Symptoms of Crohn’s may include pain, fever, diarrhea and weight loss. Substantial progress has been made in medical treatment of Crohn’s disease over the last 15 years. However, even with the best immunosuppressive therapy, less than half of patients with moderate to severe Crohn’s achieve long-term relief. When patients stop taking their medicines, their intestinal inflammation returns. Some severe infections have been seen in patients who took prolonged courses of medicines that suppress the immune system.
“The burden of this disease lays heavily on those who don’t respond to any therapy," McDonald said.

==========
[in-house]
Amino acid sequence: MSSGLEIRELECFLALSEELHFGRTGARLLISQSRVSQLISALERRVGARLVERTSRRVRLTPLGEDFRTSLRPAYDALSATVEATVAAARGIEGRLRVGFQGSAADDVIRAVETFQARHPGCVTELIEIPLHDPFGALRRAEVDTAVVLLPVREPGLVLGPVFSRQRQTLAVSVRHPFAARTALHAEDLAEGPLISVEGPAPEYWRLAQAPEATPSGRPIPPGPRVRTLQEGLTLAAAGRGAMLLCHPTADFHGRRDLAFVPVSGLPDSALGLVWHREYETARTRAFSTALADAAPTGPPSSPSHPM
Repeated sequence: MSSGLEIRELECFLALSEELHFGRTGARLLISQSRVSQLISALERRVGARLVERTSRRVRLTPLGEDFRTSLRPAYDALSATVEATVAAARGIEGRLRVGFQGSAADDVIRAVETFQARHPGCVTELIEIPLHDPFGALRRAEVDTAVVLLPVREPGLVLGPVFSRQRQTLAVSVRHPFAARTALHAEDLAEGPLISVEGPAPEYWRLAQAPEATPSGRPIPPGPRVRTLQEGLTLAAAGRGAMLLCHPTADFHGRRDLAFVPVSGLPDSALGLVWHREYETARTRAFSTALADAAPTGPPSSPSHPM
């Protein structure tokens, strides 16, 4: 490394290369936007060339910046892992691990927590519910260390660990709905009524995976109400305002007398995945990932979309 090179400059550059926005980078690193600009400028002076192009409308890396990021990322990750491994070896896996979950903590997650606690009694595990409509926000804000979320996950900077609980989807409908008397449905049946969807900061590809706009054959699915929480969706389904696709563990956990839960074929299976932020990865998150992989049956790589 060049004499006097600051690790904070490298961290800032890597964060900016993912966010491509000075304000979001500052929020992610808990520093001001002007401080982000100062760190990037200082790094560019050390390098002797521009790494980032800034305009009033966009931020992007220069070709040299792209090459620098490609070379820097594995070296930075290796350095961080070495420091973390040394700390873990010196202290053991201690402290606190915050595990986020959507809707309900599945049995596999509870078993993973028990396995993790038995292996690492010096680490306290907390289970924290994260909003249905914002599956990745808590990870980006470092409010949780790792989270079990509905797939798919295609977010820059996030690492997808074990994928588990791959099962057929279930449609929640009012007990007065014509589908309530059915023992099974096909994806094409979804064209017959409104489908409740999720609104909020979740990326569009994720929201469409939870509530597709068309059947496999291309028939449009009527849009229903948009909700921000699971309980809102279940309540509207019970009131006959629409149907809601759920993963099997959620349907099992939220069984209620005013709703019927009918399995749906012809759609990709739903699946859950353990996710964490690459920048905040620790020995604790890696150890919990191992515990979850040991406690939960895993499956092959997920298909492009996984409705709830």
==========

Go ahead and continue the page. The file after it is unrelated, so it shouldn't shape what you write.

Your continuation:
The CATS investigator team includes transplant physicians, gastroenterologists, pathologists and nurses from the Hutchinson Center, University of Washington, Seattle Children’s and the Benaroya Research Institute. The bone marrow transplant procedures will be conducted at the Seattle Cancer Care Alliance, the University of Washington Medical Center, and Seattle Children’s Hospital.